At least 50,000 people marched in the #NiUnaMenos protest against violence and abuse of women in downtown Lima on Saturday.
The rally dubbed “Not One Less” was organized after reports that 54 women have been murdered so far in 2016. The protest started on Saturday afternoon in downtown Lima’s Campo de Marte park and passed Plaza Bolognesi and Plaza San Martin before ending at the Palace of Justice.
President Pedro Pablo Kuczynski and first lady Nancy Lange attended the event as well as actress Wendy Ramos, who has been an outspoken voice for the movement.
“We will march, we will break the silence,” said Ramos in a promotional video leading up to the event.
“We do not allow or want victims of violence,” second Vice President Mercedes Araoz told reporters. Araoz gave fiery rhetoric of standing up to ‘machismo’ in recent weeks. She said that she had been a victim of psychological abuse.
Under the slogan “if you touch one, you touch all,” the cry of songs and drums flowed down street after street, in a show of immense solidarity. Many daubed their faces with make-up bruises and bloody noses. Others donned pink and blew whistles. Children sat on shoulders waving “Ni Una Menos” flags.
There were processions of nurses and clergyman alongside men hooded in leggings pulling their beaten wives. Towering black crosses adorned with flags of other Latin American nations followed chants of “Respect.” Police and representatives from all political parties joined the march and throughout the country people gathered to demand harsher punishments for men who beat or murder women.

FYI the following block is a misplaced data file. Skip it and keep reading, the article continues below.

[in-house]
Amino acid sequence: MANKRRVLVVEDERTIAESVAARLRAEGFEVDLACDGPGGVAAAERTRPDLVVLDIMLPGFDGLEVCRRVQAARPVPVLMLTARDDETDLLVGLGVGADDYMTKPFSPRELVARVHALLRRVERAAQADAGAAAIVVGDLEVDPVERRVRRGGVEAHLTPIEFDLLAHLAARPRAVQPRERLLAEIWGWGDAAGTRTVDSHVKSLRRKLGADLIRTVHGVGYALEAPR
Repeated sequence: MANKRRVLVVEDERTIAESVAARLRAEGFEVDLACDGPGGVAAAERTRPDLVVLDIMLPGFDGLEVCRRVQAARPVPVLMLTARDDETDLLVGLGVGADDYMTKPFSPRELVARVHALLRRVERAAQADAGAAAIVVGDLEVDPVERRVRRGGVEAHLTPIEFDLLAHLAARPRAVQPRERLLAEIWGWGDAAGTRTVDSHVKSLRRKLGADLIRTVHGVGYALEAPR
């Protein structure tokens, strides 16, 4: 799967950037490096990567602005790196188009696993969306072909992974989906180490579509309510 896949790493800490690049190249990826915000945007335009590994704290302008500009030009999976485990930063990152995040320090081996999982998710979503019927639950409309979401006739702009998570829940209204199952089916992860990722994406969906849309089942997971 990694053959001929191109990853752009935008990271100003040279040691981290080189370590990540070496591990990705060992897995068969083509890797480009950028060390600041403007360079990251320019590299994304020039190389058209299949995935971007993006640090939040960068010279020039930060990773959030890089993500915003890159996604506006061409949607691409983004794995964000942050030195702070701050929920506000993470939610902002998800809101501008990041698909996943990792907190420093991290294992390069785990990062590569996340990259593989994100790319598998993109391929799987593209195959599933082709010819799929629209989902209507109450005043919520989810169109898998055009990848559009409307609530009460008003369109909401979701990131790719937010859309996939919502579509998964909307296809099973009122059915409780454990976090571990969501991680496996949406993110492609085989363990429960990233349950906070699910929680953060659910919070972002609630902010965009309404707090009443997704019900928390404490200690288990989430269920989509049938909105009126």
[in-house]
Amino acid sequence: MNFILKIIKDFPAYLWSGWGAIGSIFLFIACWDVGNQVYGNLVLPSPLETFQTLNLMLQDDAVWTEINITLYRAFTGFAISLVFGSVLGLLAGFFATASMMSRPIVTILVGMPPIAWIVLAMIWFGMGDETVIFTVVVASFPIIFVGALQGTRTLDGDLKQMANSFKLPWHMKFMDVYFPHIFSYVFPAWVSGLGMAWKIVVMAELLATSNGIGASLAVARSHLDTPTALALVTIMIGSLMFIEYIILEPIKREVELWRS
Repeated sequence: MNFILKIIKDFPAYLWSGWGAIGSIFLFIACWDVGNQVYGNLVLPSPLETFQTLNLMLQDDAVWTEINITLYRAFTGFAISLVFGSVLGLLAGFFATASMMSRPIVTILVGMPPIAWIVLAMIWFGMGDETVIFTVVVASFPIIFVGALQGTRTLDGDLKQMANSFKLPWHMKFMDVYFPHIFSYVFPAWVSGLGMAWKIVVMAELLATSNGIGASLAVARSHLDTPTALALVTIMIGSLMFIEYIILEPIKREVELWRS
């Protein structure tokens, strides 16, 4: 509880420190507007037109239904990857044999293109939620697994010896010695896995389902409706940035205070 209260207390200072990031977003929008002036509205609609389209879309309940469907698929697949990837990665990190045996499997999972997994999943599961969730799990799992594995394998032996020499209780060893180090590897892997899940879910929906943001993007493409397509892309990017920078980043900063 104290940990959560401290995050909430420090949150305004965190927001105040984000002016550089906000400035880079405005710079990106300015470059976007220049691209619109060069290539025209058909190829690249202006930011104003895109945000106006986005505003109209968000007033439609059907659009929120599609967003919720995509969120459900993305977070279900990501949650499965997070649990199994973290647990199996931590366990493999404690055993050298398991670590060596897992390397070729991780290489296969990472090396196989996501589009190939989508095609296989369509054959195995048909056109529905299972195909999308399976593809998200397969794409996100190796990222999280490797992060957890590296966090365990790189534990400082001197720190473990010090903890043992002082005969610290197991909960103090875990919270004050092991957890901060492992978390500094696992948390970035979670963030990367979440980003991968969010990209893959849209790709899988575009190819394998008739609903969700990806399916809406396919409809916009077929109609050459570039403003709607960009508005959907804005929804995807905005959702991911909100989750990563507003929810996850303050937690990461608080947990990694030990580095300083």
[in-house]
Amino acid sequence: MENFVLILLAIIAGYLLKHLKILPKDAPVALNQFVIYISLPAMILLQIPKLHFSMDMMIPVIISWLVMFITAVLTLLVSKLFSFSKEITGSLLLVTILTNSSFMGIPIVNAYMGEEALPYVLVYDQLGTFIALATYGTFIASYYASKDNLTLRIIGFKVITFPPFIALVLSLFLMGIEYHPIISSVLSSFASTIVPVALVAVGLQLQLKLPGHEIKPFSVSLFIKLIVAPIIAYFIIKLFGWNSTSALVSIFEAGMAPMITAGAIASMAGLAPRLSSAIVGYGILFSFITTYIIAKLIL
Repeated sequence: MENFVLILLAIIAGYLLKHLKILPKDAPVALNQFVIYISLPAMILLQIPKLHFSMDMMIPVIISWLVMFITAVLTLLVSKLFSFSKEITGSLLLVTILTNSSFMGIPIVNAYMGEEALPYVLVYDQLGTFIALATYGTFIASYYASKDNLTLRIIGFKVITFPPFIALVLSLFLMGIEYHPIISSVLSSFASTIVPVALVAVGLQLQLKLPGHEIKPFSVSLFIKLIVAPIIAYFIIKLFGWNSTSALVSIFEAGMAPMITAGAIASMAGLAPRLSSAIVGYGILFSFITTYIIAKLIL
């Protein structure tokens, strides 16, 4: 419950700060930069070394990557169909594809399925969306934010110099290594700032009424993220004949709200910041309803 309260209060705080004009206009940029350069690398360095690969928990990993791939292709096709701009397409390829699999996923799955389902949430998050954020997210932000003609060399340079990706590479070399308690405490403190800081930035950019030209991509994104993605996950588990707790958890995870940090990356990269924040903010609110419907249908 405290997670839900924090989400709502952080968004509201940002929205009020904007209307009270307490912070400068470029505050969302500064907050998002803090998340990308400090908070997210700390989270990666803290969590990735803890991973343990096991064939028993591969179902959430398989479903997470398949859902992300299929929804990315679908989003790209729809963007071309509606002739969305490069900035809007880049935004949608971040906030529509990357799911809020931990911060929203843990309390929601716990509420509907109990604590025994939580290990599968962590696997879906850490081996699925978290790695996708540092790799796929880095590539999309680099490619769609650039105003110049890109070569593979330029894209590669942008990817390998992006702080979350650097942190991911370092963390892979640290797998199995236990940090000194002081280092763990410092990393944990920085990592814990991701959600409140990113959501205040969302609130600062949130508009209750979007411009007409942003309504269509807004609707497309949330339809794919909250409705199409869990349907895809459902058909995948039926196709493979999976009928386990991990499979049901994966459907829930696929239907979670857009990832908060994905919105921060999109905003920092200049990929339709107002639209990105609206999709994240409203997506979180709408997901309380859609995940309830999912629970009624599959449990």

“It’s important we go today because inequality is terrible in Peru and too many girls I love are at risk,” one protester said.
“We will promote a culture of peace and tolerance, saying no to violence, no more violence against women and children,” event organizers and victims of domestic violence Arlette Contreras and Lady Guillen told reporters.
Interior Minister Carlos Basombrio told a group of protesters of his promises to “train police commissioners to have better protocols.”
Though brought together by a serious issue, celebration filled the air. Politicians took selfies and few failed to smile.
The fiercer chanters and placard wavers were blocked by police from entering Plaza Grau near the Palace of Justice. One large banner which read “No more sterilizations” hung from the railings outside the Palace of Justice. The songs faded at around 7 p.m. as the march dispersed. Signs were left up against walls and ribbons flickered from the railings.
Three women were murdered in Lima in the week leading up to the march. Two of the women were murdered by scorned lovers. The third, a 16-year-old minor, was forced to a hotel by a taxi driver, who died as he forced her to drink and raped her.
There were smaller marches in Peru’s other cities including Arequipa, Trujillo, Chimbote, Cusco, Juliaca, Tacna, Andahuaylas, Abancay and Ayacucho.